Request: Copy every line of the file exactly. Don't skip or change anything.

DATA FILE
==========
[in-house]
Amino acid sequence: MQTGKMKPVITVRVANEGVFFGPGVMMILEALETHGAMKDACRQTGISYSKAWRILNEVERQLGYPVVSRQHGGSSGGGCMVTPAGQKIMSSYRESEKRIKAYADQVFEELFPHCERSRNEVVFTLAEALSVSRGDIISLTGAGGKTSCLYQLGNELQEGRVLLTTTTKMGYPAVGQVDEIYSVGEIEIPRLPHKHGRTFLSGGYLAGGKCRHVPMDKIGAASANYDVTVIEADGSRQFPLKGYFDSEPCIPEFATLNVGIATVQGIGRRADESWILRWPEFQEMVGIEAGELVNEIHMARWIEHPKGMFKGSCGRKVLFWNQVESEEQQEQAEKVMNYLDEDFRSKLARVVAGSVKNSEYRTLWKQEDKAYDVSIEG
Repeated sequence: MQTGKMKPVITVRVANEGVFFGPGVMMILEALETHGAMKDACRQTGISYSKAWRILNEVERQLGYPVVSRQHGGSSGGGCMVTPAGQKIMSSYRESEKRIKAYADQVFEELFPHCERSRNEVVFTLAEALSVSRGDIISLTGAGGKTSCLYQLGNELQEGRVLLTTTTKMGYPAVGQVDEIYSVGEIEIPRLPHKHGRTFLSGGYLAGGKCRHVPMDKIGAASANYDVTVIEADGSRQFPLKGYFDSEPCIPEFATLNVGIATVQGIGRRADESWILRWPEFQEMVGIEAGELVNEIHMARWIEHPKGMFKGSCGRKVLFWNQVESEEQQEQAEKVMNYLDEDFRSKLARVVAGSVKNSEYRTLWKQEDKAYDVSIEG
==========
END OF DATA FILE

[in-house]
Amino acid sequence: MQTGKMKPVITVRVANEGVFFGPGVMMILEALETHGAMKDACRQTGISYSKAWRILNEVERQLGYPVVSRQHGGSSGGGCMVTPAGQKIMSSYRESEKRIKAYADQVFEELFPHCERSRNEVVFTLAEALSVSRGDIISLTGAGGKTSCLYQLGNELQEGRVLLTTTTKMGYPAVGQVDEIYSVGEIEIPRLPHKHGRTFLSGGYLAGGKCRHVPMDKIGAASANYDVTVIEADGSRQFPLKGYFDSEPCIPEFATLNVGIATVQGIGRRADESWILRWPEFQEMVGIEAGELVNEIHMARWIEHPKGMFKGSCGRKVLFWNQVESEEQQEQAEKVMNYLDEDFRSKLARVVAGSVKNSEYRTLWKQEDKAYDVSIEG
Repeated sequence: MQTGKMKPVITVRVANEGVFFGPGVMMILEALETHGAMKDACRQTGISYSKAWRILNEVERQLGYPVVSRQHGGSSGGGCMVTPAGQKIMSSYRESEKRIKAYADQVFEELFPHCERSRNEVVFTLAEALSVSRGDIISLTGAGGKTSCLYQLGNELQEGRVLLTTTTKMGYPAVGQVDEIYSVGEIEIPRLPHKHGRTFLSGGYLAGGKCRHVPMDKIGAASANYDVTVIEADGSRQFPLKGYFDSEPCIPEFATLNVGIATVQGIGRRADESWILRWPEFQEMVGIEAGELVNEIHMARWIEHPKGMFKGSCGRKVLFWNQVESEEQQEQAEKVMNYLDEDFRSKLARVVAGSVKNSEYRTLWKQEDKAYDVSIEG